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Laura's Story: A Lifetime of PCD
Written by Laura Slaney and Michele Manion    PDF Print E-mail

Laura Slaney has been dealing with the consequences of primary ciliary dyskinesia (PCD) her entire life. Diagnosed with Kartagener syndrome (a subset of PCD characterized by situs inversus) at age six, Laura brings the valuable insight of lifelong experience to the PCD patient group.

As an infant, Laura was plagued by constant nasal drainage, sore throats and ear infections. Early treatment and intervention focused on ear and sinus problems, with myringotomy tubes, antral window placement, frequent sinus suctioning, removal of the tonsils and adenoids and lots of antibiotic therapy. At age six, an allergist noted Laura's cough and her parents realized the cough had been present since birth. At that point, the family was referred to St. Louis Children's Hospital, where a diagnosis of Kartagener syndrome was made. Laura's parents were told she would be lucky to live to 12 years of age.

Laura continued to have frequent upper and lower respiratory infections, complicated by allergies. At age 10, a right lower lobectomy was performed due to severe bronchiectasis Laura continued to be active, but noticed that she did not have the stamina of other children and sometimes had to sit on the sidelines rather than participate. She was started on gamma globulin therapy to boost her immune system, but didn't notice much response. Her physicians suggested that the family move to Arizona from St. Louis to minimize the impact of allergies on her disease and eventually the family did move west, settling in California. Laura remembers getting allergy relief for about two years, then reverting back to similar allergy problems.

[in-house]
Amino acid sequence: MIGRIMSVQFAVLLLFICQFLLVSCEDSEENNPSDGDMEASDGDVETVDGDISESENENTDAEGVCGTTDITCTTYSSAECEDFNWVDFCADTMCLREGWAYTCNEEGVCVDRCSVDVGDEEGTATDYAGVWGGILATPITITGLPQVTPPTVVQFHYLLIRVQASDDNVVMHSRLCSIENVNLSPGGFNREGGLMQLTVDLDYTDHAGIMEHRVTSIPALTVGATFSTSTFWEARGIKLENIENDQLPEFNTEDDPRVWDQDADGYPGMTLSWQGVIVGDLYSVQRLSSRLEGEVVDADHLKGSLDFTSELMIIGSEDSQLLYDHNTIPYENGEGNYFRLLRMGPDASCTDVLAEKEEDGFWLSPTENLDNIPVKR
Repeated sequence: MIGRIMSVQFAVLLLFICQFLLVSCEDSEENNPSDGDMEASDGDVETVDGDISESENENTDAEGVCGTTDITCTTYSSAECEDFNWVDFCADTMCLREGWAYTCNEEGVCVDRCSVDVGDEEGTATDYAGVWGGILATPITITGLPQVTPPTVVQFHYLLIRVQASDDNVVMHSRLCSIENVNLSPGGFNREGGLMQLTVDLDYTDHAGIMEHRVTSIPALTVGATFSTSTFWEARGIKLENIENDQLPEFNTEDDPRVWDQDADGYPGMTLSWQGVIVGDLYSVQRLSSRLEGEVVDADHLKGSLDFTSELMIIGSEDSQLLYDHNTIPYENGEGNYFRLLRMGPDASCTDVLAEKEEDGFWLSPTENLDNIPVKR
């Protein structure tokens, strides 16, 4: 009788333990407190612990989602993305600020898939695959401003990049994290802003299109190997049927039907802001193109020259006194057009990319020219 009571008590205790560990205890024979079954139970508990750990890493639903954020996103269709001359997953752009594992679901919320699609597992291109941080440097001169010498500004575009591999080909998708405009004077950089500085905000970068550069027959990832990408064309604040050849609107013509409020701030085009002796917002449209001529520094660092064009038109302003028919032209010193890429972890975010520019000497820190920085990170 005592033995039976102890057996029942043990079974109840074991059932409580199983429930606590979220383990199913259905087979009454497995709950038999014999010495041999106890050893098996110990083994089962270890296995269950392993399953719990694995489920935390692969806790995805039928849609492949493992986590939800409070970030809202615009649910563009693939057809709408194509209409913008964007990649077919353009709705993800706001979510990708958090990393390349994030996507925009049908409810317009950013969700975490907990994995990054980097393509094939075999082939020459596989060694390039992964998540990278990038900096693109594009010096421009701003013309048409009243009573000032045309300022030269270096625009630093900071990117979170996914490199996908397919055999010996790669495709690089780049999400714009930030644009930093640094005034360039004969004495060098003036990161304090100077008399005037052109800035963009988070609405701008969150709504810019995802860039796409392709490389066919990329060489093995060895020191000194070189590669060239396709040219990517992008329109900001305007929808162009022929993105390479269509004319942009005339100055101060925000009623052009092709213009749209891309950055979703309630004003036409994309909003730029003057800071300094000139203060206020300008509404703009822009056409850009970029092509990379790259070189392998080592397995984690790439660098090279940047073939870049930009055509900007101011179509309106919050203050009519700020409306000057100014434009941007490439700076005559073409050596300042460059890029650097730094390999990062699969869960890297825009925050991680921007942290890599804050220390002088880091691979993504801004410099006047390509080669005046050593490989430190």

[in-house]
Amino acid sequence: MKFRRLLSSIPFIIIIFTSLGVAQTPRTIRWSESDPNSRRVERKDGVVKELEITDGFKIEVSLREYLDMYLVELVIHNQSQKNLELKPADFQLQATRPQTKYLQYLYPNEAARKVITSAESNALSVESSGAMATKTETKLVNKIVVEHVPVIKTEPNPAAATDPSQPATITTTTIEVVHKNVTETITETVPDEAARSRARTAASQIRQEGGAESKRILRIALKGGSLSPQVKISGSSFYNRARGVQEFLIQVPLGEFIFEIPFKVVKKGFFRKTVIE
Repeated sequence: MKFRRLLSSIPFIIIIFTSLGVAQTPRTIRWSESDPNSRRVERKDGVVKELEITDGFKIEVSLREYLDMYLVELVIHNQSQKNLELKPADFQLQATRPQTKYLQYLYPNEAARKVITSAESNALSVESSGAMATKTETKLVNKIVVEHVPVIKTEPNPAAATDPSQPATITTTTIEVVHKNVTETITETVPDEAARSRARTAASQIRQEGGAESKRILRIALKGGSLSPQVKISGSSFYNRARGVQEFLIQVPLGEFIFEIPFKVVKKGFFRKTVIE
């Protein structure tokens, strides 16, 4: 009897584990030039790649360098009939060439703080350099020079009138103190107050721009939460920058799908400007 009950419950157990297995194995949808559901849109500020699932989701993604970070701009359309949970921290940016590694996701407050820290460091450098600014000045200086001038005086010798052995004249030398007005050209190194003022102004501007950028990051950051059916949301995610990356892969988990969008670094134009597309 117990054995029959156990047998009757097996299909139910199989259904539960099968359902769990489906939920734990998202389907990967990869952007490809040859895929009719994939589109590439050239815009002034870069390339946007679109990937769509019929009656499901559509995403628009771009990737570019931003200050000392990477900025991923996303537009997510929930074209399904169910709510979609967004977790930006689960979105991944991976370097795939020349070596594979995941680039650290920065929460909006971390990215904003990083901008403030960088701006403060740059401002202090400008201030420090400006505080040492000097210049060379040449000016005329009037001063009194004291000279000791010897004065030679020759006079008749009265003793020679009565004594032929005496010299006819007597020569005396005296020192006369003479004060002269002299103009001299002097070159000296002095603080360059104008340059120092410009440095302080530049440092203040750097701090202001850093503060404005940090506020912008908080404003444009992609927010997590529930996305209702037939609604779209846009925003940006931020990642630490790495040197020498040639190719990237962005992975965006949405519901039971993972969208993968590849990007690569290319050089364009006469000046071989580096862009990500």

It is not unusual for people with PCD to get some relief in the late adolescent and early adult years, the so-called "Cinderella period," and Laura experienced some diminishment of her symptoms between ages 13 and 35. She was not healthy per se, but was sick less frequently and experienced fewer infections requiring hospitalization and IV antibiotic therapy. She focused on exercise, pursuing jogging, hiking, backpacking and swimming.

Things changed dramatically when Laura turned 35. She had enrolled in a Pulmozyme® study and was forced to withdraw because of hemoptysis (blood in the sputum). She had numerous emergency room visits and narrowly avoided being placed on a ventilator. Cultures revealed that she had contracted Mycobacterium avium complex (MAC). She battled on and off with treatment for atypical mycobacterium for the next decade and also survived breast cancer during this time. With declining pulmonary function, she finally decided it was time to go on disability at age 45.

Even with the appropriate diagnosis, the role ciliary dysfunction played in causing Laura's symptoms was not fully understood until she was an adult. Contact with other patients through an internet forum and through the PCD Foundation helped her to find the answers she was looking for. That and her
strong faith in God have carried her this far. She doesn't worry about the future—she knows she's in good hands.